Most of the recipes I post on this site are either vegan or pesco-vegan friendly, but in all honesty, I follow a mostly Paleo diet. About a year and a half ago, after watching all the plant-based diet documentaries, I decided to cut back on my meat consumption. I went from eating meat twice a week, to once a week, to none at all. Then I began cutting out other things like cheese and cream. I switched to using almond milk in my cereal and tea rather than skim milk or vanilla creamer. Eventually I grew into what I liked to call a pseudo-vegan (I was still eating fish) and began increasing my intake of soy rich foods, rice, legumes, and grains.

Paleo Diet Becauseitsgoodforyou.comIt was fine for a little while, but then I started experiencing some strange symptoms: dizziness, fatigue, mental fog, skin allergies, etc. and I knew something wasn’t right. After sharing these issues with my Naturopathic Doctor, she decided to run a food allergy panel to see if I was allergic to any of the foods I was eating. I also began keeping a food diary and taking note of how I felt, physically and emotionally, after each meal. The food allergy panel came back showing I was in fact showing some allergic reactions toward many of the food items I was consuming on a regular basis. By keeping a food diary, I noticed that many of my physical and mental symptoms I was experiencing resulted after eating a dish with tofu, wheat, rice, or soy. Through drawing my blood, I also learned that I had an O blood type – the most primitive blood type and the type most associated with individuals who thrive off a Paleolithic diet.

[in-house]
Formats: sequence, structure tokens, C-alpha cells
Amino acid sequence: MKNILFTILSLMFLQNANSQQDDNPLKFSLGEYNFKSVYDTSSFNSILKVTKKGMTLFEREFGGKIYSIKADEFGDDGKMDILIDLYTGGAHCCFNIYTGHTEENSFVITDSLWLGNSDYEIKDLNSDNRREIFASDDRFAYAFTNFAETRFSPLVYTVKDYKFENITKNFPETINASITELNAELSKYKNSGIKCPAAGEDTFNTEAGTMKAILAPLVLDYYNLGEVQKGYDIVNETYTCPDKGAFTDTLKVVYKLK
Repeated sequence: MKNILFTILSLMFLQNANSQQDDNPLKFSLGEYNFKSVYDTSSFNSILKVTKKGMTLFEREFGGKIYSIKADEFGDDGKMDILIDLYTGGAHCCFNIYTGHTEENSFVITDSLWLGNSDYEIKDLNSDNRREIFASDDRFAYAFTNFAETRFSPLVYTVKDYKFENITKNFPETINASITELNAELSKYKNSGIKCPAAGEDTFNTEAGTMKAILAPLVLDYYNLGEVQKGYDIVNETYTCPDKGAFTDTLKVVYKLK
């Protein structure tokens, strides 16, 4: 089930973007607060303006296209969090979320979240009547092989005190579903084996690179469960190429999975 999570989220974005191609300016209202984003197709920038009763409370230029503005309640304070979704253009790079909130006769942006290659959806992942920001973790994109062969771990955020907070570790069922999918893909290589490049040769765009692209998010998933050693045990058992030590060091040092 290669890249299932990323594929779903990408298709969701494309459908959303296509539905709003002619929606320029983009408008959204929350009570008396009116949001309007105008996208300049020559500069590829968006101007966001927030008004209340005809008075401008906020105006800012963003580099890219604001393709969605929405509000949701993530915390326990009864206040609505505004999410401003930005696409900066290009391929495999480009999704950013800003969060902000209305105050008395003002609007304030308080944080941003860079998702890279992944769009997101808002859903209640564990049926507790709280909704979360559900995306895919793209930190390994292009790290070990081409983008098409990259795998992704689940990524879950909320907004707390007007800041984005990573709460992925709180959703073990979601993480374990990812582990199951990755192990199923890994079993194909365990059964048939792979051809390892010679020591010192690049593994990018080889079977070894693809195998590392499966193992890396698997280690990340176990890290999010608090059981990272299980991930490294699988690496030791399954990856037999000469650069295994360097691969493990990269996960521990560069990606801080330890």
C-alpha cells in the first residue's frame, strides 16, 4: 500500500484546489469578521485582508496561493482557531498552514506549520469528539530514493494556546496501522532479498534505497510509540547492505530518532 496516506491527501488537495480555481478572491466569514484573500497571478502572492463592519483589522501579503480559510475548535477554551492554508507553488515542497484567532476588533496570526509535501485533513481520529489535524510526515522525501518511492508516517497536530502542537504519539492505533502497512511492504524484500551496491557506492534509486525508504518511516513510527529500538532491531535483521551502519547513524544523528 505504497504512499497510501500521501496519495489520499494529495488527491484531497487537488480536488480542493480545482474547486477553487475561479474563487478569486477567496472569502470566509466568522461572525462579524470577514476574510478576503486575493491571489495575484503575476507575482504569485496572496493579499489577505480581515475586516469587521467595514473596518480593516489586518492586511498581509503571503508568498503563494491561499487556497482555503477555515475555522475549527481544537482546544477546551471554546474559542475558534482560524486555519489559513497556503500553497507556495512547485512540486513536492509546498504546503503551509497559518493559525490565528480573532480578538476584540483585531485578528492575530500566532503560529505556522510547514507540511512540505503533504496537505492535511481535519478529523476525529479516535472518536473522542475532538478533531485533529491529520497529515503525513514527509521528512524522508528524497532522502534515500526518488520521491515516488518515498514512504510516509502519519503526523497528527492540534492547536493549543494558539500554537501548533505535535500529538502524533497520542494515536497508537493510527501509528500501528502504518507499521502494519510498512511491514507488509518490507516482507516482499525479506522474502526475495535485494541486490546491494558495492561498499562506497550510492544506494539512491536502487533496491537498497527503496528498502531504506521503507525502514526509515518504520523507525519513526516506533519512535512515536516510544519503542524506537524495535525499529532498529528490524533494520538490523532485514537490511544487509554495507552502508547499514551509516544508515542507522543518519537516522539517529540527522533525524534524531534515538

According to Dr. D’Adamo, author of “Eat Right for Your Type,” our blood type can help determine what type of foods we should or should not be eating. But he’s not the only one who believes this theory. In Japan, asking someone their blood type is similar to asking someone what their astrological sign is. They believe it not only shows what type of diet you should be on, but it is also an indicator of certain personality traits. For example, an A blood type is said to be creative and analytical, B blood types are known as easygoing and flexible, O’s are objective and practical, and AB’s are intuitive and spiritual. His theory may also explain why many individuals have altered their diet – to either plant-based, lean meat-based, gluten-free, or the like – and seen their medical issues completely reverse. It just goes to show that everyone is unique and what works for one person doesn’t always work for another (you can read how I discovered this notion for myself here).